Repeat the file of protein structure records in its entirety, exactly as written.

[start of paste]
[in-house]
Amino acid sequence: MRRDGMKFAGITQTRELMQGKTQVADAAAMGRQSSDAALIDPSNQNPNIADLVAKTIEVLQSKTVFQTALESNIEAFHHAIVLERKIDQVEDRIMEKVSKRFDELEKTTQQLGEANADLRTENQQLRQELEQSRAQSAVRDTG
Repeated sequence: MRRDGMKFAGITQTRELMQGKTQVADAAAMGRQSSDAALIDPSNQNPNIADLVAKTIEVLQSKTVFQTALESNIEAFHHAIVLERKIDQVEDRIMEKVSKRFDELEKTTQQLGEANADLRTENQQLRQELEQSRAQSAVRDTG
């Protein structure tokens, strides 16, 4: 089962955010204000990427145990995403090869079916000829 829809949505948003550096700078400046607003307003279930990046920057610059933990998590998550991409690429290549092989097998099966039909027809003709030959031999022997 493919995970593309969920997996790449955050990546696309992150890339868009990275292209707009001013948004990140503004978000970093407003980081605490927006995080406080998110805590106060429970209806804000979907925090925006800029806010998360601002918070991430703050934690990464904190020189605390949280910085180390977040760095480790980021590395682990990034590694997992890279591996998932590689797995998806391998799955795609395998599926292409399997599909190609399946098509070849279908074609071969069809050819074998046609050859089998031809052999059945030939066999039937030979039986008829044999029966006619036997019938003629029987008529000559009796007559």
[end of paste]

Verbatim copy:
[in-house]
Amino acid sequence: MRRDGMKFAGITQTRELMQGKTQVADAAAMGRQSSDAALIDPSNQNPNIADLVAKTIEVLQSKTVFQTALESNIEAFHHAIVLERKIDQVEDRIMEKVSKRFDELEKTTQQLGEANADLRTENQQLRQELEQSRAQSAVRDTG
Repeated sequence: MRRDGMKFAGITQTRELMQGKTQVADAAAMGRQSSDAALIDPSNQNPNIADLVAKTIEVLQSKTVFQTALESNIEAFHHAIVLERKIDQVEDRIMEKVSKRFDELEKTTQQLGEANADLRTENQQLRQELEQSRAQSAVRDTG
């Protein structure tokens, strides 16, 4: 089962955010204000990427145990995403090869079916000829 829809949505948003550096700078400046607003307003279930990046920057610059933990998590998550991409690429290549092989097998099966039909027809003709030959031999022997 493919995970593309969920997996790449955050990546696309992150890339868009990275292209707009001013948004990140503004978000970093407003980081605490927006995080406080998110805590106060429970209806804000979907925090925006800029806010998360601002918070991430703050934690990464904190020189605390949280910085180390977040760095480790980021590395682990990034590694997992890279591996998932590689797995998806391998799955795609395998599926292409399997599909190609399946098509070849279908074609071969069809050819074998046609050859089998031809052999059945030939066999039937030979039986008829044999029966006619036997019938003629029987008529000559009796007559």